Sophie Pickles

Early Years Child Development Specialist

As a qualified teacher, mum, parenting coach and all-round Early Years expert, Sophie has a wealth of practical, real life experience to share with parents.

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Dr. Stephanie Ooi

General Practitioner

As a mum of two and a registered GP, Stephanie has seen more than her fair share of little ones! She has lots of practical tips and professional know-how on hand to help parents.

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Laura Matthews

Nutritionist

Laura is our nutrition whizz – bringing her expert advice and experience from working with chefs, schools and nurseries to the Kiddylicious expert panel.

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Finding great places to eat

Sophie:

Scoping out places that do great options for lunches can relieve stress because then you don’t have to think about taking lots of things with you for your child’s lunch. Sometimes it’s nice to get them lunch out and not have to worry about packing before you go.

Laura:

You want to live the dream and go out to restaurants – so you need to try to pre-empt what’s on the menu. If you’re going to a bigger chain restaurant, looking at the online menu in advance is good and you can plan what you might need to take with you to accompany what you’re going to order for them.

Sophie:

It’s also good to know about places that have good allergy-free menus, dairy free options and so on.

Laura:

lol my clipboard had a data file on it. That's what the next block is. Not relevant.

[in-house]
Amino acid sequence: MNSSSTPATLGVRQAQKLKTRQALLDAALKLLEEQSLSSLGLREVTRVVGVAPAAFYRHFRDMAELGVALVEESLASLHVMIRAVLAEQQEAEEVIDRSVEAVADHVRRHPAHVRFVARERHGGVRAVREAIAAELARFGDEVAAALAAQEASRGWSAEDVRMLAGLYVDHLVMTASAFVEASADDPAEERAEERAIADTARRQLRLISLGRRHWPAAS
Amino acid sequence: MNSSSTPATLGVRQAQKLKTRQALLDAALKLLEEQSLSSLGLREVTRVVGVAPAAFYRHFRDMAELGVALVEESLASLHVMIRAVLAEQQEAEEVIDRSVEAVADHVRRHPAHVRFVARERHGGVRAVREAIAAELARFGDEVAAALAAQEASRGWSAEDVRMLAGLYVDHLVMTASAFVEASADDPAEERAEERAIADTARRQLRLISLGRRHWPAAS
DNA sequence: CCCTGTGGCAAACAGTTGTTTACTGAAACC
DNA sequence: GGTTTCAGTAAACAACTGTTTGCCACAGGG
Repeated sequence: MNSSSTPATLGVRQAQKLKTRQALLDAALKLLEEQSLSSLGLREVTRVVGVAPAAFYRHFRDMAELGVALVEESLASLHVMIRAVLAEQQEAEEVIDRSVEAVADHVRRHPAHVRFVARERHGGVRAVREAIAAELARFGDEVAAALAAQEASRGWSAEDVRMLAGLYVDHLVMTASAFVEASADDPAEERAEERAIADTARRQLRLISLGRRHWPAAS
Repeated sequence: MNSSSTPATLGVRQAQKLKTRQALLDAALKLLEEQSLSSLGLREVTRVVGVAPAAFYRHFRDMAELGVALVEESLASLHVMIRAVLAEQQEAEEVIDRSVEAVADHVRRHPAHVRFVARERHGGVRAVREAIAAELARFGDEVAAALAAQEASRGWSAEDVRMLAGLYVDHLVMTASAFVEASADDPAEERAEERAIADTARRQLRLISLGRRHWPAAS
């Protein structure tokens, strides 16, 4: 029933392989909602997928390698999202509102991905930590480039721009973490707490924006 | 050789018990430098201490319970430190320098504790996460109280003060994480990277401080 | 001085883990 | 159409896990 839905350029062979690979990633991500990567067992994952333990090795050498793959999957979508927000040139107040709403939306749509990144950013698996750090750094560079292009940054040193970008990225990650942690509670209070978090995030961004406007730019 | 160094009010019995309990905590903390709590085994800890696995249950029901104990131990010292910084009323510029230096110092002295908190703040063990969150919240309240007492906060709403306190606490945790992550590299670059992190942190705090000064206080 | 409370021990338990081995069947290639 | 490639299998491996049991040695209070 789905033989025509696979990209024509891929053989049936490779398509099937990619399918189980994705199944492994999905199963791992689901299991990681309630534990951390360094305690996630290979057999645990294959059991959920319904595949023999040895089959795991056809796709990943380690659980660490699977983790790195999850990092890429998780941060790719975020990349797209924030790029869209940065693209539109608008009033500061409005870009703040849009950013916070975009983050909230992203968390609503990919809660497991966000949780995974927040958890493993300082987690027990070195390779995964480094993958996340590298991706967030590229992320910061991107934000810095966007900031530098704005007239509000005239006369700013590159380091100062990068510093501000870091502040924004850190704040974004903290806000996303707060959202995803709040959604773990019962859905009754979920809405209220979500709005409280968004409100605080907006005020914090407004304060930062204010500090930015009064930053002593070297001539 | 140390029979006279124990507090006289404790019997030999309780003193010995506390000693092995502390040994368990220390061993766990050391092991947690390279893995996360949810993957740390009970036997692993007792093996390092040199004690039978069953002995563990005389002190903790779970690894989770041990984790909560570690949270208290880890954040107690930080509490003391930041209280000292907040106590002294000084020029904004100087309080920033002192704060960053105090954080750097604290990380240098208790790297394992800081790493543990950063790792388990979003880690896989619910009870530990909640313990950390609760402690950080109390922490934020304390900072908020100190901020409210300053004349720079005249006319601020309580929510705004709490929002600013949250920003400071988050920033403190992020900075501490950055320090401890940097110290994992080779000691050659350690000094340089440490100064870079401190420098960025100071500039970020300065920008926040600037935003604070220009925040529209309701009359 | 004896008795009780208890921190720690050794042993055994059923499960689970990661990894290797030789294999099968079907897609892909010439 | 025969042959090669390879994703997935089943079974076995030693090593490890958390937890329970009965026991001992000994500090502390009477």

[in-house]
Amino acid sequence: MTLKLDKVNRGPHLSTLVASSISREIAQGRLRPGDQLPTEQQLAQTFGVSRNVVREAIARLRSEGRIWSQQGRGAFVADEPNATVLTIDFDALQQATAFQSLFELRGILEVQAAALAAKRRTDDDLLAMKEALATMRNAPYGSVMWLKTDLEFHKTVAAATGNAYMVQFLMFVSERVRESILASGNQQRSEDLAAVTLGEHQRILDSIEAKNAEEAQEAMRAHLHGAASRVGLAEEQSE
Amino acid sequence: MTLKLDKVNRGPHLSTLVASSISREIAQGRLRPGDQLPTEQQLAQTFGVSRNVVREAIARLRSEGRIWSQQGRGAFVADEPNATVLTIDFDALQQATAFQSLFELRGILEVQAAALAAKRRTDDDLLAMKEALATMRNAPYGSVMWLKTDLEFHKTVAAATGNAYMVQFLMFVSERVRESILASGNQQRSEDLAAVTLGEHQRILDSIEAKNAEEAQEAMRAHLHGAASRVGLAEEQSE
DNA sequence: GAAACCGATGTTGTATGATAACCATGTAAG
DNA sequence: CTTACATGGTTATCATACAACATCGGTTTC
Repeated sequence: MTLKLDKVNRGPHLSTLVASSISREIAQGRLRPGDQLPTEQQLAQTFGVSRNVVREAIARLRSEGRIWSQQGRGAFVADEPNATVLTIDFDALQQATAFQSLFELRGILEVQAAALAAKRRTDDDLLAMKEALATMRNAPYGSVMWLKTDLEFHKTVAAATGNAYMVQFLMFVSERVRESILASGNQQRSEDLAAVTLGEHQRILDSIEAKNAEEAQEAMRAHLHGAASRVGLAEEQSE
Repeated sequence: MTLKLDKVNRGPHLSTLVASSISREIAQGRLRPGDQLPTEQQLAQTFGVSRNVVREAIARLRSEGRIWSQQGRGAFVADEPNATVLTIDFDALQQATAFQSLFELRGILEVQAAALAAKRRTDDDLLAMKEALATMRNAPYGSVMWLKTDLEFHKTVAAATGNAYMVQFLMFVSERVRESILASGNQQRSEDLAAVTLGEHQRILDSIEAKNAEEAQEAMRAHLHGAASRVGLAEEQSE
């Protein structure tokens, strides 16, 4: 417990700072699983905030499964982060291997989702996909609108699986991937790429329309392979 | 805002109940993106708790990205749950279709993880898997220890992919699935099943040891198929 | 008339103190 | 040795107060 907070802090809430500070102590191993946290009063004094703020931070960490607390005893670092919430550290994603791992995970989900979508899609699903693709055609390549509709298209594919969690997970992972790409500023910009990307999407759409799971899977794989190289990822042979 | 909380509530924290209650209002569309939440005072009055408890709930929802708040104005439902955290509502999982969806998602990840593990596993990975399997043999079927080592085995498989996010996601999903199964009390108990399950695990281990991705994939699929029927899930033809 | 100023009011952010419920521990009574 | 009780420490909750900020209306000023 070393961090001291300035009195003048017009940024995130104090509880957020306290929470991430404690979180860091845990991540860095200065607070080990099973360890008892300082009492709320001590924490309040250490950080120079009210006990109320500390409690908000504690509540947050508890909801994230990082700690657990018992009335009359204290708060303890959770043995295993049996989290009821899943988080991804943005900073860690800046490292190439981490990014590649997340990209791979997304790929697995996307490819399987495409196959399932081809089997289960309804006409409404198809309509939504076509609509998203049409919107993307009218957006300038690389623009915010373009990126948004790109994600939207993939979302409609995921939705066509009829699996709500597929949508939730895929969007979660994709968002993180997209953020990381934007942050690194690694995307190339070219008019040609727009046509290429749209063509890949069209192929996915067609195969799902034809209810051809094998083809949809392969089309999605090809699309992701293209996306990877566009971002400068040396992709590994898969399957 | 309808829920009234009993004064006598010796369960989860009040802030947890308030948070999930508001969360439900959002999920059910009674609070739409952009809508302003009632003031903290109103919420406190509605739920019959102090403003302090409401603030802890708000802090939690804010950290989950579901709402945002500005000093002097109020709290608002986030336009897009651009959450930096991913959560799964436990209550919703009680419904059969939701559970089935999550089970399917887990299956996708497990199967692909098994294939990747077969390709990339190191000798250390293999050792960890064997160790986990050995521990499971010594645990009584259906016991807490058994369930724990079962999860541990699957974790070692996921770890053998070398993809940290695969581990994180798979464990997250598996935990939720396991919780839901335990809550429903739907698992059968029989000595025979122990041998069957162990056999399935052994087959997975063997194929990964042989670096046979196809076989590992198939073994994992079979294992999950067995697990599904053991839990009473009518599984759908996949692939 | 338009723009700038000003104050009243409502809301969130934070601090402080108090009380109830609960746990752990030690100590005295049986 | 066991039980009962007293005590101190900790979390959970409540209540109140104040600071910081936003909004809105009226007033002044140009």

It’s good for parents to appreciate that that happens to all of us. It’s not just you! When it’s your first born, it can come as a shock.

Stephanie:

Make use of local Facebook groups who can help you out with advice, as mums are always a fount of knowledge. They have that lived experience that we all go through and this can make things a little bit easier for you.

Sophie:

Ask on local groups and look out for answers on things like space for pushchairs, play areas and toys for the kids.

Changing your baby when out

Sophie:

The other challenge with eating out can be the toilets and the changing facilities. It’s worth touching on but they can be quite scary places for babies, especially if they are quite noise sensitive. That will often set a baby off. The noise in a busy restaurant is like white noise but the loo has terrible acoustics and the hand dryers are scary.

Having a foldable changing mat in your bag is a good idea because you don’t have to put them directly on the floor, if there aren’t appropriate changing facilities.

Laura:

It’s another thing to scout out.

Stephanie:

Most chain restaurants that have kids’ menus will generally have changing facilities, won’t they?

Ordering tips

Laura:

It’s great if they provide little things like having kids’ cutlery available. I also try to take a toy that my son hasn’t seen for ages to distract him for a little while. When we get there, the first thing we’ll do is order some food for him so he’s not waiting for long.

Sophie:

You can always ask for the child’s food to be brought out first and often cafes will do that. You can also take a little something with you because you don’t know how long the food will take. Having something like blueberries is awesome to tide them over.

Stephanie:

Pre-kids, you think, “I’m hungry, we can go and go find a restaurant.” With kids, when they decide they’re hungry, there’s no patience involved! So if you think they’ll want lunch at 11.30 or 12, try to get to a restaurant or cafe a little bit earlier to factor in things like waiting to be seated. Although the good thing about having kids is that generally they want to eat quite early, so the restaurant’s empty!

Sophie:

Yes, don’t wait until they’re hungry!

Stephanie:

Also, when it comes to ordering a hot meal, you need to wait for it to cool down again. You think I would learn but the number of times where we’ve ordered and it arrives hot and they get stressed out!

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